Two of the biggest things when you write code, is to run it and to test it for bugs. Inspect variables as you go with Visual Studio IDE’s debugging system. Step through code one statement at a time, or set breakpoints that stop the execution of the code at a particular line. With this, pause code execution at the exact moment you decide to inspect a bug, using the breakpoint and method you need. If you’ve gone too far or you suddenly come upon an unexpected change, just take a step back to any specific line of code. With this, you won’t ever need to restart your session or recreate your state.

4. Test

Testing is essential, so having a way to easily navigate and organize your test suite is bound to make your job that much easier and more efficient. Quickly analyze how much code you’re testing and see results instantly. With this, you will immediately know the impact of every change you make. Fix errors as soon as they happen, see if new changes are covered by existing tests, and let advanced features test code as you are typing.

5. Collaborate

Visual Studio Online’s environments come with built-in collaboration tools, including IntelliCode and Live Share. As mentioned above, collaboration is more important than ever. With the collaboration features, lead your team with quick and natural collaboration. With Live Share, you can edit and debug with your team in real-time regardless of the language or platform. To make things easier and more organized, you can personalize your session with access controls and custom editor settings. This enforces consistent coding styles for everyone working on the project.

In modern professional environments, competing with your peers is no longer the way to get ahead. Today, success in the workplace is highly dependent on how well you collaborate with others. Regardless of how established your company is, the size of it, or the type of company you work for, collaboration is essential for innovation, and accomplishing goals.

6. Deploy

There are tons of templates for common application types and local Azure emulators. You can develop your app locally, which means that you do not require an Azure account or to sign in. This way, you can get up and running quickly. Remain on Visual studio while provisioning application dependencies such as Azure SQL databases and Azure Storage accounts. Diagnose issues using Visual Studio’s remote debugger quickly, which attaches directly to your application. When you’re ready to try your app in the cloud, right-click on your project to publish it directly from Visual Studio to Azure.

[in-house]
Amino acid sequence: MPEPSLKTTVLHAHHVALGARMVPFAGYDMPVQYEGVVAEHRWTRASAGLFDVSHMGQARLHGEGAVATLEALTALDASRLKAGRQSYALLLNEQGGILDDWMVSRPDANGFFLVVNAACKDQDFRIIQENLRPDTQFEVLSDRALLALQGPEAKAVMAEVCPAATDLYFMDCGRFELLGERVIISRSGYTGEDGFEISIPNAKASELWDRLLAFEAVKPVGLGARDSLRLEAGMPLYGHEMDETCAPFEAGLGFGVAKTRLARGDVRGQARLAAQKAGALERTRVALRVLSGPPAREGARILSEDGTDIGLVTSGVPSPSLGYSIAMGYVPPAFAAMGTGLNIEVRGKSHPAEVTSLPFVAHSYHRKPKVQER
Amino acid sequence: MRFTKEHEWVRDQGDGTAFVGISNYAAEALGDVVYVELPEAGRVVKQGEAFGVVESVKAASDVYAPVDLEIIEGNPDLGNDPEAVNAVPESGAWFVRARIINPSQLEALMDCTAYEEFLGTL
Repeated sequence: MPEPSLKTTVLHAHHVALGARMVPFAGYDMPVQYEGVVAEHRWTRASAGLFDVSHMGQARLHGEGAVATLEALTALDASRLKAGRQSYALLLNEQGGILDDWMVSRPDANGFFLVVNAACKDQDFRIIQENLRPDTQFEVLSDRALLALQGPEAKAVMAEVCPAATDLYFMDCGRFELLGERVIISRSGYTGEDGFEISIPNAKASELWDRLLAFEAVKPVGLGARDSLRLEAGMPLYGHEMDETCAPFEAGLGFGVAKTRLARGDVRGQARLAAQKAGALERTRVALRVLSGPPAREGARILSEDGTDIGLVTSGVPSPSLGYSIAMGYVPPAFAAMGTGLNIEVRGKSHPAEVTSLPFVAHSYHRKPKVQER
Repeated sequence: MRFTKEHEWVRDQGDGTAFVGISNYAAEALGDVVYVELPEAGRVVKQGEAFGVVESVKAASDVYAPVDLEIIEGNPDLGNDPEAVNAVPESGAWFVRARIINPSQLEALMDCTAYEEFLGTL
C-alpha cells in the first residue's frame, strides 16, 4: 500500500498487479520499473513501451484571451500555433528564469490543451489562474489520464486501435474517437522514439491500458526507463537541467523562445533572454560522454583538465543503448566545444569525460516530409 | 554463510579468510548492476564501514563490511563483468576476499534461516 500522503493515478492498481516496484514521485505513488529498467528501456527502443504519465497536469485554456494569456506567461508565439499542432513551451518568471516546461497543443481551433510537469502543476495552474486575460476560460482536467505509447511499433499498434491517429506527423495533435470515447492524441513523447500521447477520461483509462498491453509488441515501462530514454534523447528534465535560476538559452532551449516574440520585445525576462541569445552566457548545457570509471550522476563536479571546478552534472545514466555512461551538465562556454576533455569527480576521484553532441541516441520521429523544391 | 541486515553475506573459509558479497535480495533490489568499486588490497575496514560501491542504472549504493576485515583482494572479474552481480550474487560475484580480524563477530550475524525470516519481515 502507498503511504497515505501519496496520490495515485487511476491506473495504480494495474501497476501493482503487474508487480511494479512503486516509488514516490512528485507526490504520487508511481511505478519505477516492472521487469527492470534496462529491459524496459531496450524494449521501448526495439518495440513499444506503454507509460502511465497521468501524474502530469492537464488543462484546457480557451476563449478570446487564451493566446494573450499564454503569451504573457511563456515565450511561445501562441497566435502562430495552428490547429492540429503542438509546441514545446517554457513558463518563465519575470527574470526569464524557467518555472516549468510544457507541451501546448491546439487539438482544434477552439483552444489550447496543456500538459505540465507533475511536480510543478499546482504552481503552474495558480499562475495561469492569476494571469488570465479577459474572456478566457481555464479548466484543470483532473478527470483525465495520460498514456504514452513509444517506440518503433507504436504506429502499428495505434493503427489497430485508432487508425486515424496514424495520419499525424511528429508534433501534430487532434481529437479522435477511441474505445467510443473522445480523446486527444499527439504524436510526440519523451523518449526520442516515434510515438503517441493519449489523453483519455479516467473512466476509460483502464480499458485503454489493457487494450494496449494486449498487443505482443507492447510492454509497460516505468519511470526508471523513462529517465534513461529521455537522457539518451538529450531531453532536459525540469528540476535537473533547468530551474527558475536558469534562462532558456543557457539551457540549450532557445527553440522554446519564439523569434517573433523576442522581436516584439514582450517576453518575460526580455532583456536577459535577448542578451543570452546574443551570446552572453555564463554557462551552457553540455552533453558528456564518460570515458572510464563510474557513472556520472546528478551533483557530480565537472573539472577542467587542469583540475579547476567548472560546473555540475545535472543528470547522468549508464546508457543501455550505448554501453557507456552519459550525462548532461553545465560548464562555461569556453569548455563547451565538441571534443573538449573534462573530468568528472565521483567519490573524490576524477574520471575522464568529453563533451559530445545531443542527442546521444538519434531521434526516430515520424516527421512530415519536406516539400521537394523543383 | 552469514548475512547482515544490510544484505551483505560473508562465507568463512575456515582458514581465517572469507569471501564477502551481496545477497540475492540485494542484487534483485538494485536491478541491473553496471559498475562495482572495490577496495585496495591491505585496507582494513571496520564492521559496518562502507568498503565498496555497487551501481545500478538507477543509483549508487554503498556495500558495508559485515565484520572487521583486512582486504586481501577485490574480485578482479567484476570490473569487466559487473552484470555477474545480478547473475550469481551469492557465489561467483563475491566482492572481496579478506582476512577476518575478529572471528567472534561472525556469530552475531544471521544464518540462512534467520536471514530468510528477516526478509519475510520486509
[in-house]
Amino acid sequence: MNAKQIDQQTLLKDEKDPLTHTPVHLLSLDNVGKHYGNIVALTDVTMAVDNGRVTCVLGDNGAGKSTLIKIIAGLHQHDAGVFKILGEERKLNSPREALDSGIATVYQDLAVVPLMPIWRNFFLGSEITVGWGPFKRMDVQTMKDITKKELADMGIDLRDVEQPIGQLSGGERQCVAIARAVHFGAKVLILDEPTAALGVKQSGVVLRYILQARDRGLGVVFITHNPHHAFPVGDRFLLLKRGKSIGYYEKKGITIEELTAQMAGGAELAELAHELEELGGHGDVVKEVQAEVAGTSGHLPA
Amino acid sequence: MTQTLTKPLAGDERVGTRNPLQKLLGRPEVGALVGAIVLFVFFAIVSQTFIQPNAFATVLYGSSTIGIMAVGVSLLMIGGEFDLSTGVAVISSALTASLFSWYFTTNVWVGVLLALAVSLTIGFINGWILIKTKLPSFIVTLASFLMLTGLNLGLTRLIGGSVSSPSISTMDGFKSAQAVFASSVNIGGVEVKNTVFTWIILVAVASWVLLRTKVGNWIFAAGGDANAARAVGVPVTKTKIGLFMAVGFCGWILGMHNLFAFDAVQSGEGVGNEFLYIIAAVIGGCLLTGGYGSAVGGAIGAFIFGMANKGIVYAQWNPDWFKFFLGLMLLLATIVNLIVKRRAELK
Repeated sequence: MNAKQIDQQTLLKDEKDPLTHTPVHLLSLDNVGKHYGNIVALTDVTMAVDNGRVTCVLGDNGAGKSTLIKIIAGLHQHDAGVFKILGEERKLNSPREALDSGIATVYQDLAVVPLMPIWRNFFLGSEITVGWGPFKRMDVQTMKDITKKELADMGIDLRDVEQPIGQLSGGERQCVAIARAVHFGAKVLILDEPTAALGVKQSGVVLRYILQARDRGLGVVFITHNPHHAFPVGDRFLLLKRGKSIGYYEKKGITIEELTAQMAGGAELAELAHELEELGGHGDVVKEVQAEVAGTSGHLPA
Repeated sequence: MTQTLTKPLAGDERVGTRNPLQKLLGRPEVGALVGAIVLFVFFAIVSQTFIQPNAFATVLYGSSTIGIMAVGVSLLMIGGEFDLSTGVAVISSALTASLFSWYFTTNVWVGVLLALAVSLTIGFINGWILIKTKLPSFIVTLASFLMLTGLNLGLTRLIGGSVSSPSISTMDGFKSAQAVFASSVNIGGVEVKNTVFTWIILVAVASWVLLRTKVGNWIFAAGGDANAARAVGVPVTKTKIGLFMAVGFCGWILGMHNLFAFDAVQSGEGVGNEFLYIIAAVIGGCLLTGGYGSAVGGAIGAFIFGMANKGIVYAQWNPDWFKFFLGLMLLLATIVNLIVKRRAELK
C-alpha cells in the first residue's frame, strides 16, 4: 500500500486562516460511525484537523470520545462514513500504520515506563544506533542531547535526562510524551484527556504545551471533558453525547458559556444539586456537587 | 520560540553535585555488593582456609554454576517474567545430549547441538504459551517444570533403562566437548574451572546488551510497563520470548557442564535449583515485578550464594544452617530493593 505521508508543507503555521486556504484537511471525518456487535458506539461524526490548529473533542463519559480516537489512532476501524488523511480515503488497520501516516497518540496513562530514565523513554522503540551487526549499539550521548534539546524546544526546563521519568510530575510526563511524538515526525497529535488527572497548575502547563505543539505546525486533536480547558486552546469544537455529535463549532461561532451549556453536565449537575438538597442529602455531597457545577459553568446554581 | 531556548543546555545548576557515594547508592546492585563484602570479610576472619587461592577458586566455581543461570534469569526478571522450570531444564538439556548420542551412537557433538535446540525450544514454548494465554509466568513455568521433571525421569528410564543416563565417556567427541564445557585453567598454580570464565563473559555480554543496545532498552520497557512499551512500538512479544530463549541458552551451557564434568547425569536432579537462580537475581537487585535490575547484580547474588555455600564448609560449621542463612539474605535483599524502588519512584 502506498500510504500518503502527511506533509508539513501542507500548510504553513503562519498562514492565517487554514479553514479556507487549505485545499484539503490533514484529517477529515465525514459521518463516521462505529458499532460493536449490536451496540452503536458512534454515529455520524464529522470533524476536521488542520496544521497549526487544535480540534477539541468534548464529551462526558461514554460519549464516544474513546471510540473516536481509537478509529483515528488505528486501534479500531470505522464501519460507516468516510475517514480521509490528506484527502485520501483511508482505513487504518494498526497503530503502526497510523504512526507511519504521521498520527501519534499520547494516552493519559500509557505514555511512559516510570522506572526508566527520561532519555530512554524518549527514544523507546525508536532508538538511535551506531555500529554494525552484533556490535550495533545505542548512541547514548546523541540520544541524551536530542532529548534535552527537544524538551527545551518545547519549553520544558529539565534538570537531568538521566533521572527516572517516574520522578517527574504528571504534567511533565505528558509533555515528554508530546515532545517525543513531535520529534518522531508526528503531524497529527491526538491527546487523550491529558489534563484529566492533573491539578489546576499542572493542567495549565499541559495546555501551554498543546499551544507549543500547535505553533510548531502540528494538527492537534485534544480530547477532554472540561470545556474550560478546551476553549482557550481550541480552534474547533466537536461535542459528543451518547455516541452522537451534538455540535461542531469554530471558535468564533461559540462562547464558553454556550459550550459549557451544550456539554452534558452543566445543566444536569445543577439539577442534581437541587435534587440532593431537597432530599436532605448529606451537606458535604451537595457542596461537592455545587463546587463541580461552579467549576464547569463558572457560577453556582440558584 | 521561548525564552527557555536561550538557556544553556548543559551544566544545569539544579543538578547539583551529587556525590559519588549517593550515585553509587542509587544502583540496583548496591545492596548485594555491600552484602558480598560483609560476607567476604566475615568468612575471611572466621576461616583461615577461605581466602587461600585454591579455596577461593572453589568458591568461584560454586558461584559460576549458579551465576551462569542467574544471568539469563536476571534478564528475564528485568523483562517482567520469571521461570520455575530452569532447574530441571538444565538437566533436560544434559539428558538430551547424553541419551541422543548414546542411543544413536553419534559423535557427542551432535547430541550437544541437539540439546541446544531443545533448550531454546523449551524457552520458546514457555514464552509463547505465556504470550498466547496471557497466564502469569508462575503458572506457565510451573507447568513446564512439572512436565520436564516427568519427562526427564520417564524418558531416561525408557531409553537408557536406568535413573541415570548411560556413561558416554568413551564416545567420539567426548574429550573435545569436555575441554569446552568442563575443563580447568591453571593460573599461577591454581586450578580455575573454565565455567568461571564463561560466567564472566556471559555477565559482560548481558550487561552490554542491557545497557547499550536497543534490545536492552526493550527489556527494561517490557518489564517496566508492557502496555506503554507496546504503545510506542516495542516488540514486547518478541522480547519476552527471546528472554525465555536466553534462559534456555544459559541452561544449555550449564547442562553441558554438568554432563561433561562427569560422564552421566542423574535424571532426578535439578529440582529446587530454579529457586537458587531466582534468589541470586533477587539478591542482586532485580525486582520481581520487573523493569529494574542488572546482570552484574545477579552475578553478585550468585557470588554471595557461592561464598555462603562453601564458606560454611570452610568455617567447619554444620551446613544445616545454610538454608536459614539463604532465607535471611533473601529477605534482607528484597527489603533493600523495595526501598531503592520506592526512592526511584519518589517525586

Visual Studio best practices: Visual Studio IDE

An integrated development environment (Visual Studio IDE) is a feature-rich application that can be applied to many aspects of software development. It is intended to allow you to use the tool you’re most comfortable with, in any language or framework. The Visual Studio IDE makes it easy to edit, debug, build, and publish your app. Visual Studio IDE goes above and beyond the standard editor and debugger found in most IDEs. Visual Studio stands out with a variety of features, includes compilers, code completion tools, graphical designers, and tons of other features to simplify and streamline the software development process.

Visual Studio plugins

Visual Studio plugins, or rather, extensions, allow you to optimize productivity. Create the perfect tool for you and your team by using and building extensions, and take a look at the best visual studio add ons:

  • Visual Studio Spell Checker
  • CodeMaid
  • VS Color Output
  • Visual Studio IntelliCode
  • Trailing Whitespace Visualizer
  • Magical C# Debugging—OzCode
  • ReSharper
  • Glyphfriend
  • SlowCheetah
  • File Icons
  • Image Optimizer
  • File Nesting
  • Roslynator
  • NCrunch for Visual Studio
  • SideWaffle Template Pack

Implementing the right Visual Studio plugins can help assist in day-to-day challenges faced by developers.

Zight (formerly CloudApp) for developers

Developers are provided with the option to use a full-fledged IDE with the entire toolset, from initial design to final deployment.

Zight (formerly CloudApp)’s screen recording software is another incredibly helpful tool for developers. Our tool brings annotated screenshots, GIF creation, and screen recording to the cloud in an easy-to-use, enterprise-grade app so you can quickly create and share visual content to solve code challenges quickly. Many of our customers are developers. We help developers by:

  • Identifying and reporting bugs faster.
  • Improving communication and collaboration with product teams.
  • Reducing mistakes and improve documentation.
  • Organizing files more efficiently and tracking progress on projects.
  • Adding password protection, expiration dates, and user controls to enhance security.

Plus, we are integrated with popular development tools like Jira and Github to enhance your existing workflows. Learn more about Zight (formerly CloudApp), and how it can improve your life as a developer.

Ready to chat with us about how to save time, money and help your team communicate better?